Editorial: the livestock revolution and ICTs
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CTA. 2004. Editorial: the livestock revolution and ICTs. ICT Update Issue 15. CTA, Wageningen, The Netherlands
Permanent link to this item: http://hdl.handle.net/10568/57645
Over the last decade the growing global demand for livestock products has given rise to a real ´livestock revolution´.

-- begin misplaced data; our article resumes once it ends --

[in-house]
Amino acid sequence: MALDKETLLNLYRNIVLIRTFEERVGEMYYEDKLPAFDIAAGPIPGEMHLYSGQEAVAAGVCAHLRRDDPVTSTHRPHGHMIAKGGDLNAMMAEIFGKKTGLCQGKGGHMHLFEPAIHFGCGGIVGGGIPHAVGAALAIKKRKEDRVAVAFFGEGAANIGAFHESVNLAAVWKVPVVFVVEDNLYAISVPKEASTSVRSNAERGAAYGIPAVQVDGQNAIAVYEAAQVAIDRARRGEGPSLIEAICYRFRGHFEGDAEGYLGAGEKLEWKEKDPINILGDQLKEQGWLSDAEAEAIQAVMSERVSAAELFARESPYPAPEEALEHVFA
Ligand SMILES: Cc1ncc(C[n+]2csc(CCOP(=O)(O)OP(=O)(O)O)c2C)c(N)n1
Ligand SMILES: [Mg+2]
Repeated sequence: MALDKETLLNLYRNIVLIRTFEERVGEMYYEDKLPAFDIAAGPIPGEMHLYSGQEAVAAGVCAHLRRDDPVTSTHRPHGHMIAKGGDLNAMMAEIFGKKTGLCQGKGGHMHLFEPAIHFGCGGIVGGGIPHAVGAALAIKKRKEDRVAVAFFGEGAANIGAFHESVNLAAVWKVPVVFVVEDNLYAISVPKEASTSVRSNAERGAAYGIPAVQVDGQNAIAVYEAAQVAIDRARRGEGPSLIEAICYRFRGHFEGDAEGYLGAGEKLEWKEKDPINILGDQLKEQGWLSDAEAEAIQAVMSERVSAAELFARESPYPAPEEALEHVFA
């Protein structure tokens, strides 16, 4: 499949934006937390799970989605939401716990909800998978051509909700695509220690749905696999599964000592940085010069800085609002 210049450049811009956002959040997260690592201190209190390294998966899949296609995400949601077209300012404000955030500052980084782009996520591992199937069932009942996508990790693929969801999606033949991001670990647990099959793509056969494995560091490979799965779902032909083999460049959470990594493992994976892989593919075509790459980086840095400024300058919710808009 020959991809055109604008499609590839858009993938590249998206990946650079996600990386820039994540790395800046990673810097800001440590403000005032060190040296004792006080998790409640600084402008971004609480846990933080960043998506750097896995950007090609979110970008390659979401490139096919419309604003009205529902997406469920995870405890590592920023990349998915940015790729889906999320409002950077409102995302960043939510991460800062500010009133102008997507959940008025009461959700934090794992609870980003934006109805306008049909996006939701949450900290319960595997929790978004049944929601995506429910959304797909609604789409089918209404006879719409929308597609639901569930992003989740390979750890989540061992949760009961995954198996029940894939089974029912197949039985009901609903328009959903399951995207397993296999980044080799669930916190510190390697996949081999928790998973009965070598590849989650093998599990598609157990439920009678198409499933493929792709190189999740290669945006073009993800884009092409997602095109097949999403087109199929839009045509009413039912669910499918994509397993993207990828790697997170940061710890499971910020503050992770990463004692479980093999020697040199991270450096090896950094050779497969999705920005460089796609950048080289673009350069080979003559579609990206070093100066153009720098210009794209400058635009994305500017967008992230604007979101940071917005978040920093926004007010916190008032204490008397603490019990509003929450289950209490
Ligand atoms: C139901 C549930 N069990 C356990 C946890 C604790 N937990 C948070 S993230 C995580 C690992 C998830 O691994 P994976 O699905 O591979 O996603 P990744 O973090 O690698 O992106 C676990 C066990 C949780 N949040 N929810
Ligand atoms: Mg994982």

Over the last decade the growing global demand for livestock products has given rise to a real ´livestock revolution´. In many developing countries the livestock industry is expanding faster than any other agricultural sector. In order to address the environmental, health and economic challenges posed by this revolution, governments, NGOs and individual farmers need both comprehensive, up-to-date information resources and clearly defined policies and regulations agreed upon by the international community. This issue of ICT Update reports on a number of initiatives to assess how ICTs may help meet these needs. ICTs are being used in several ways to facilitate compliance with international regulations that aim to combat the spread of animal diseases, and address food safety and other public health concerns. Current EU regulations stipulate that imported livestock products must be traceable from the packing plant back to the individual animals and farms in the country of origin. Those regulations form the background of the IDEA project, outlined by Christophe Korn, which assessed the feasibility and effectiveness of electronic animal identification systems. Tinus Burger then describes the Livestock Identification Trace-back System (LITS) project in Botswana, which has installed radio frequency identification (RFID) technology to identify and monitor millions of beef cattle destined for export to Europe. Focusing on an equally valuable approach in the Pacific region, Alexandre Fediaevsky reports on the Pacific Animal Health Information System (PAHIS), a database and decision support system issued on CD-ROM. Veterinary officers throughout the region now have access to the information they need to carry out risk analyses. ICTs are potentially important tools for improving livestock management, and protecting environmental resources such as grazing land and water supplies. Alioune Kâ and Yalacé Kaboret describe the innovative ´Cyber Shepherd´ project in the Sahel, where pastoralist livestock herders are learning to address the problems of increasing drought and overgrazing using GPS devices and GIS mapping to monitor and manage their livestock. Finally, ICTs are helping small-scale farmers to play a role in the increasingly integrated livestock production and marketing chain. T.P. Rama Rao writes about Indian milk collection centres, which have introduced ´smart cards´ to help farmers improve their dairy herds and the quality and quantity of their milk. Japie van der Westhuizen then explains how the ARC Animal Improvement Institute (AII) in South Africa is using a wide range of ICTs in its schemes to assist farmers in improving their livestock. The six initiatives described in this issue are just a few of the inspiring advances being made in the use ICTs for development. They demonstrate that ICTs are playing a vital role in the livestock revolution and in enabling all those involved, from farmer to retailer, to improve the quality and quantity of livestock products and reduce the risk of potentially harmful side effects.